At its annual hardware event in New York yesterday, Google lifted the lid on a host of new devices, as well as some new software smarts.
Here’s a quick recap of everything announced at the Made by Google 2019 event.
Pretty much as expected, Google unveiled a duo of new smartphones, the successors to last year’s devices. The Pixel 4 and Pixel 4XL feature notable upgrades, such as gesture recognition and dual rear cameras.
As with most flagship smartphones, the cameras play a pivotal role in the new Pixel 4 lineup, with Google even taking a not-so-subtle dig at Apple on the subject of computational photography. “It’s not mad science,” said Google researcher and Stanford professor emeritus Marc Levoy, refering to a comment made by an Apple executive last month.
It’s also worth highlighting one particularly cool new feature that will initially be exclusive to these Pixel phones. A built-in voice recording app will be capable of transcribing audio (such as interviews) in real time — completely offline.
The new Recorder app uses speech recognition and AI to transcribe lectures, meetings, interviews and more—and makes them easy for you to find later. (English only right now, with more languages to come.) #madebygoogle pic.twitter.com/fdKRItuS4b
— Google (@Google) October 15, 2019
As an aside, the Pixel 4 and Pixel 4 XL do not support Android’s built-in virtual reality platform Daydream, which effectively means that Daydream is dead.
The Pixel 4 and Pixel 4 XL are available in three colors: black, white, and orange. Preorders are already open. Prices start at $799 and go all the way up to $999, depending on your configuration, with both devices shipping on October 24.
Read more: Google unveils Pixel 4 and Pixel 4 XL
Google introduced the next generation of its Pixelbook, a hybrid laptop-tablet first launched in 2017.
With the Pixelbook Go, Google has ditched the hybrid element of its predecessor, electing to go with a purely laptop-focused design. The device now has an all-metal body, 8th-generation Intel processors, and a screen resolution of up to 4K, depending on the model. Google said it focused more on fixing bugs than adding new software features this time around.
Shipping on November 15, the Pixelbook Go will cost between $649 and $1399.
Google introduced a new miniature smart speaker that goes by the name of Nest Mini and includes a wall mount, improved bass, and a dedicated machine learning chip for local processing.
Priced at $49, the Nest Mini goes on sale globally from October 22.
Read more: Google debuts Nest Mini
Nest Wifi Router & Wifi Point
Google also launched the next version of its own-brand router, which it first introduced back in 2016.
The Nest Wifi Router is designed to bring smart Wi-Fi to homes. Not only does it come with Google Assistant support, it has a companion Wifi Point device (which includes a built-in smart speaker) for extending network coverage throughout larger abodes. However, the devices don’t support Wi-Fi 6.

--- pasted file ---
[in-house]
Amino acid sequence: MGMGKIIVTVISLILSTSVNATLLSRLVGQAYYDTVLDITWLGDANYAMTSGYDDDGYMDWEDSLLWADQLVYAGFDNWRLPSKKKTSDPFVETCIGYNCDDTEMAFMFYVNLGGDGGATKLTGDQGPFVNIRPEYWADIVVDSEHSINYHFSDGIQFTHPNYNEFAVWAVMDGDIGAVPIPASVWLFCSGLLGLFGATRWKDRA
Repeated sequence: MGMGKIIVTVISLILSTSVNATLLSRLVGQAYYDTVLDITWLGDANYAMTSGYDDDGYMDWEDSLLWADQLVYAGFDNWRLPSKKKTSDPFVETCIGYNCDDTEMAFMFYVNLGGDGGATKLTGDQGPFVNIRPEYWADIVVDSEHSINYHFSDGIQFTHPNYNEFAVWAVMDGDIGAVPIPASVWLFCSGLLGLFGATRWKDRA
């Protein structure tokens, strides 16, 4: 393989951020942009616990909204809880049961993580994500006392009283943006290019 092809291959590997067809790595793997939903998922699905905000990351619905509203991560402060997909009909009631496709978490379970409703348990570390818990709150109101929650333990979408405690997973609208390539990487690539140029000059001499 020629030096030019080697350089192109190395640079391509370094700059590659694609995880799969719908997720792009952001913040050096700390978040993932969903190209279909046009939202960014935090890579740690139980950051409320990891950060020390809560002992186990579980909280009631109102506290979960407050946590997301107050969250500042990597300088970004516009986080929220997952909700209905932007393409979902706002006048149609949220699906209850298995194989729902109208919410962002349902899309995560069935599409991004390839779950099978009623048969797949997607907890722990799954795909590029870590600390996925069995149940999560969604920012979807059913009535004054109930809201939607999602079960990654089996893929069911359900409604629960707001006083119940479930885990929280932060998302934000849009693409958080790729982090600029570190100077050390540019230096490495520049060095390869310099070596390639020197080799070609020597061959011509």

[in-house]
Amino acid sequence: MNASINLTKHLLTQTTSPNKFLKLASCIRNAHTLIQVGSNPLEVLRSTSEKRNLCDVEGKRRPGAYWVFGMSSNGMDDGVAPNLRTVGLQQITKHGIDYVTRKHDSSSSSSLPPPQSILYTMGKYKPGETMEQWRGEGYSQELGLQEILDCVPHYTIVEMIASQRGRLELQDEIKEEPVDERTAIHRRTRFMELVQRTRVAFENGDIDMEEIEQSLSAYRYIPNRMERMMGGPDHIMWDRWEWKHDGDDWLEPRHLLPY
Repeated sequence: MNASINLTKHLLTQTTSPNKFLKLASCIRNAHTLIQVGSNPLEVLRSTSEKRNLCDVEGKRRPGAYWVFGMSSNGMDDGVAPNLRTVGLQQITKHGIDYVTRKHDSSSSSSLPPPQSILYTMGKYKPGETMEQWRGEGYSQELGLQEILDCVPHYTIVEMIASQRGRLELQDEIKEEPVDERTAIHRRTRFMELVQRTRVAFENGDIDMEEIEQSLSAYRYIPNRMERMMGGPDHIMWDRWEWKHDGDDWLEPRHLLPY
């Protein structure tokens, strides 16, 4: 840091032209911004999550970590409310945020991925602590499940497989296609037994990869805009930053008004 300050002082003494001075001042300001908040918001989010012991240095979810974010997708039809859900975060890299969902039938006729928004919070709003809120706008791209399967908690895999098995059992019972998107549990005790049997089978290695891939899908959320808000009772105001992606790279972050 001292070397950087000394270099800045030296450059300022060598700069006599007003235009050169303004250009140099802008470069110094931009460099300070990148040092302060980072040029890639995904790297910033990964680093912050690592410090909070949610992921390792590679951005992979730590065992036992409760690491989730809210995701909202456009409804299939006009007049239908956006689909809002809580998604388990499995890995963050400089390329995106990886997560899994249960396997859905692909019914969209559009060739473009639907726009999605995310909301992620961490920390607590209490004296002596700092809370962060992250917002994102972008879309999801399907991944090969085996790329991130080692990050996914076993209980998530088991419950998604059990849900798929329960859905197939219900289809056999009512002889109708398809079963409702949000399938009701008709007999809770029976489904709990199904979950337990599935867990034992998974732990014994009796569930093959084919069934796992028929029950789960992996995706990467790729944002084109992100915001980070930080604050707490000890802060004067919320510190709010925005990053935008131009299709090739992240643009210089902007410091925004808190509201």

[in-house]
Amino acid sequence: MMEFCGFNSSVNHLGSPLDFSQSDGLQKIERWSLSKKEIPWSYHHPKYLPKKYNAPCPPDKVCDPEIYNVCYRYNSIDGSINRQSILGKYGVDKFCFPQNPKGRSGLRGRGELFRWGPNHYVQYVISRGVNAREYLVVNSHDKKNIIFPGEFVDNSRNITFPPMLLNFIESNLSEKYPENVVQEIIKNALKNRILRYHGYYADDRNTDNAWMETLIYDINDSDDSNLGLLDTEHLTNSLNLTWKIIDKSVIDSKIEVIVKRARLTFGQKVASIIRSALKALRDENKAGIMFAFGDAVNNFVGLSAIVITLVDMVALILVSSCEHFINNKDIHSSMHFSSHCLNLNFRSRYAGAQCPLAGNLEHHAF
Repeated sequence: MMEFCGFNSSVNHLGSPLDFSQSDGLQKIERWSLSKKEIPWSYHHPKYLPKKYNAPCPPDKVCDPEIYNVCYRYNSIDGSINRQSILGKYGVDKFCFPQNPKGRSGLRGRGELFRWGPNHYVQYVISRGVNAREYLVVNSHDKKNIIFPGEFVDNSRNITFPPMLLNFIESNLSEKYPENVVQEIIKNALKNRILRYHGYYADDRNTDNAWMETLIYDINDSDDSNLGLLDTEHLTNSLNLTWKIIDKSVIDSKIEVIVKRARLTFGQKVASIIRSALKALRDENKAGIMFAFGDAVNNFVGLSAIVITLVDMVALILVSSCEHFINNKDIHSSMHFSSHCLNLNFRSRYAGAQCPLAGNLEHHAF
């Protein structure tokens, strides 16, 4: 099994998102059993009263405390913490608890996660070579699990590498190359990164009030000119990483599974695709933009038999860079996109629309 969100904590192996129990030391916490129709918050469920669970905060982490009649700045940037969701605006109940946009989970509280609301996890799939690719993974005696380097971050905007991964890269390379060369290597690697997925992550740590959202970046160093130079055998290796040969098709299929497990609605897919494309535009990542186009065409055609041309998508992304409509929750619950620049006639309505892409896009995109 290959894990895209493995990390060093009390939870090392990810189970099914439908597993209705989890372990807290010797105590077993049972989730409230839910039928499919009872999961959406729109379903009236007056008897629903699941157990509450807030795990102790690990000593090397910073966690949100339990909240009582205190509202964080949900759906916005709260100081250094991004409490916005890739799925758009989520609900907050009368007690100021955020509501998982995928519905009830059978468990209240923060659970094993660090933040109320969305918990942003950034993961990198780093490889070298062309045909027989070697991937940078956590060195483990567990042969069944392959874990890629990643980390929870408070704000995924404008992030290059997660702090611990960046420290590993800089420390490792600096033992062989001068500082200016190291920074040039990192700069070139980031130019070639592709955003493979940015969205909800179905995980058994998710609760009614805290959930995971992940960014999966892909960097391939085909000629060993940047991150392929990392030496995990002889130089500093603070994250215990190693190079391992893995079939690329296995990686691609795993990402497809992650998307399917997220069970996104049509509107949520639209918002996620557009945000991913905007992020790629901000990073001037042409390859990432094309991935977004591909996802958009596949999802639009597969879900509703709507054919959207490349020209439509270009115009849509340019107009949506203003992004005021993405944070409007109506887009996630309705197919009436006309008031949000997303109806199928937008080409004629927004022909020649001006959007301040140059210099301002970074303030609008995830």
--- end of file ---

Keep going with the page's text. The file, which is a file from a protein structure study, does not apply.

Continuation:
In related news, Nest Aware — the company’s app for controlling Nest cameras — will soon have a simpler two-tiered pricing plan, while a new Home Feed for the Google Home app will display events and alerts from all connected devices.
Shipping on November 4, the Nest Wifi Router and Point will cost $269 when purchased together, or $349 for a three-pack that includes two Point devices.
Google announced the second generation of its Pixel Buds, two years after the original set of earbuds were unveiled.
The new-and-improved Pixel Buds feature a dedicated chip for on-device machine learning, and they are no longer attached to each other by a wire. They also now support hands-free Google Assistant access.
Additionally, the earbuds now use adaptive sound to adjust volume based on your environment, meaning the volume may increase on a noisy train or decrease when you’re walking along a quiet street.
However, the new Pixel Buds won’t go on sale until spring 2020, at which point they will be available for $179.
Read more: Pixel Buds with hands-free Google Assistant
Google teased a new faster Google Assistant, one that operates in near real time. It can be used to open apps and execute transcriptions from voice recordings automatically, and it also supports multi-turn dialog to respond to multiple commands or queries.
We knew it was coming sometime in November, but at its largely hardware-focused Made by Google 2019 event, Google announced that its cloud-based gaming service — Google Stadia — will be launching on November 19.
Read more: Google Stadia is launching November 19